Thursday, July 19, 2007

If yer code ain't tested, the waterfallists win.

Just reporting on untested code is nothin'. How about a tool that *removes* untested code.

Check out the oh-so-provocatively named coverage tool, Guantanamo.

When Guantanamo detects untested code it will actually remove it from a working copy of the codebase. C'mon, if you want to move from the foo-foo world of XP and into the hardcore world Mountain Dew level of extreme it should remove the code from source control. Currently the tool is only available in the Java world, but with most of the XP tools stack (ant, junit, cruisecontrol, jcover) will eventually find it's way into the C# world.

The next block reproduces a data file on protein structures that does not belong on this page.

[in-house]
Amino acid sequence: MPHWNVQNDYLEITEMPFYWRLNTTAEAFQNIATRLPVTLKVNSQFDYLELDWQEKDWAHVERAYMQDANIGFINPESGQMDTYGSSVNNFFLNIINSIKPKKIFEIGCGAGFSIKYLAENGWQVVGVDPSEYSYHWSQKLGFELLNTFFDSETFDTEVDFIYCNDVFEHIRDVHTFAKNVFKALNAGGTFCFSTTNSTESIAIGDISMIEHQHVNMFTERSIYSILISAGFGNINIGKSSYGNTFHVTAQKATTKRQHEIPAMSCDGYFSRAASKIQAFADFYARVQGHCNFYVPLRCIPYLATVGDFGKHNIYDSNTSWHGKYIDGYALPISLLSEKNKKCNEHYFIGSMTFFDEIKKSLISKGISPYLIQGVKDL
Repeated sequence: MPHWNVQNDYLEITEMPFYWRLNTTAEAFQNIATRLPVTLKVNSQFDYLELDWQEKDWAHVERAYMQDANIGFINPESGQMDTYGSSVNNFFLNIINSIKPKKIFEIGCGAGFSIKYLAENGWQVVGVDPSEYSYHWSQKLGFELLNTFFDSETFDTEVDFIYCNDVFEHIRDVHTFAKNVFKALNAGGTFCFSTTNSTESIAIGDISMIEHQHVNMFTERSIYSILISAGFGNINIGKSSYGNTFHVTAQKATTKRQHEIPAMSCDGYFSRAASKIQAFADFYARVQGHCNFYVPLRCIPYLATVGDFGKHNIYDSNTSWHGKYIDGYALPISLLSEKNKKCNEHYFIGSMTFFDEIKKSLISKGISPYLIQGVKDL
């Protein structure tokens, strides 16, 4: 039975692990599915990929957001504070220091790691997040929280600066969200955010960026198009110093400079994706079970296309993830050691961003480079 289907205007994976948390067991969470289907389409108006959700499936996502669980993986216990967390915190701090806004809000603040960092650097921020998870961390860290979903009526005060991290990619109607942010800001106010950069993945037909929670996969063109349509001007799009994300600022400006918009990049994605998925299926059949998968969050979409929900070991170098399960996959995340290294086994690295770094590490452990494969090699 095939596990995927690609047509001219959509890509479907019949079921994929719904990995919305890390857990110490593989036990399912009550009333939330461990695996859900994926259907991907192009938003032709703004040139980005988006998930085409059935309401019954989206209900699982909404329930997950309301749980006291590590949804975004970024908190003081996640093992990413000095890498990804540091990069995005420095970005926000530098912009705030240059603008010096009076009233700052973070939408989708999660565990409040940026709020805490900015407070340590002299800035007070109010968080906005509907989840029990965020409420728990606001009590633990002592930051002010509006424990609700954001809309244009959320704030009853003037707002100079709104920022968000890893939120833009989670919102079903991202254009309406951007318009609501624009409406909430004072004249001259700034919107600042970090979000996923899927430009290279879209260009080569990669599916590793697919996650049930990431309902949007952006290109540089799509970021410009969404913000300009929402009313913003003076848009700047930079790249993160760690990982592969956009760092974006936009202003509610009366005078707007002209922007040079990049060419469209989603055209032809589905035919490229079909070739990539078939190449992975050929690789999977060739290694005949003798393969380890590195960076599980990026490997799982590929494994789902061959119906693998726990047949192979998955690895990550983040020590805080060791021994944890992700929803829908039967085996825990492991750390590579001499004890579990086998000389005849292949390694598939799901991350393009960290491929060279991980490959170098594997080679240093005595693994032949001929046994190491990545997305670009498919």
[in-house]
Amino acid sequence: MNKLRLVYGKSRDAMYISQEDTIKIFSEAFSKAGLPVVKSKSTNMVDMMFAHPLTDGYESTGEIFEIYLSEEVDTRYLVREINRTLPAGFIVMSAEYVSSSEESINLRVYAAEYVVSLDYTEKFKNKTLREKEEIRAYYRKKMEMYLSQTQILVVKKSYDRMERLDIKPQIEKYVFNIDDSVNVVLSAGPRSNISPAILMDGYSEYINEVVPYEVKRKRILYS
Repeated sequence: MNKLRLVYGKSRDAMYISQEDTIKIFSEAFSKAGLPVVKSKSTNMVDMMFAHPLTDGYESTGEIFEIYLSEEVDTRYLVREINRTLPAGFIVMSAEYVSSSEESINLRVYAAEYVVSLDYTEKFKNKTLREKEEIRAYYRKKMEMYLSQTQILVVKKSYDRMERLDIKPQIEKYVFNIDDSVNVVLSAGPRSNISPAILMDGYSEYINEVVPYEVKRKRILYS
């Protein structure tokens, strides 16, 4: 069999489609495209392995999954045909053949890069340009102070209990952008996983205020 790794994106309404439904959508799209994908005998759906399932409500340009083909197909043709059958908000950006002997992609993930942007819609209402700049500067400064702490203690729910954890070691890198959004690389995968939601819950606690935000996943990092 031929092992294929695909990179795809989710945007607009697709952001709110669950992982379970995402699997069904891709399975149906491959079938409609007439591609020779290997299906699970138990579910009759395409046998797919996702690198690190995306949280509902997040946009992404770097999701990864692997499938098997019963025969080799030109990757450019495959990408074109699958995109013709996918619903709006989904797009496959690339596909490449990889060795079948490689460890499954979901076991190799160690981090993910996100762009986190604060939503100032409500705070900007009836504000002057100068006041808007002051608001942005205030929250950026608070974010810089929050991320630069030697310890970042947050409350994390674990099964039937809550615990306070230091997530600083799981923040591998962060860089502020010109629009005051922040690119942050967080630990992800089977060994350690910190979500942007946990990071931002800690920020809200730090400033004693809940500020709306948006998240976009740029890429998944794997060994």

If you're wondering about the quality of your unit tests, and are in the Java world, check out Ashcroft. The same guy who gave us Guantanamo also created this tool for analyzing your unit tests. By checking your tests against a set of guidelines your testing practices become more focused and streamlined.

They are building a 10 Commandments of Unit Tests, here's a direct quote from their site.

  1. I am the class being tested. Thou shalt not test any other class but me.
  2. [Thou shalt write isolated tests]
  3. [Thou shalt not access files during unit tests]
  4. [Thou shalt not write two tests which depend upon each other]

This is good stuff, and I'm looking forward to more of these kinds of tools in the .NET world. Sure we have VS.NET and it's a great tool, but it seems like everything we have is clones of stuff from the Java universe. Are there any tools really unique to .NET that didn't originate as a direct reimplementation of a Java tool?

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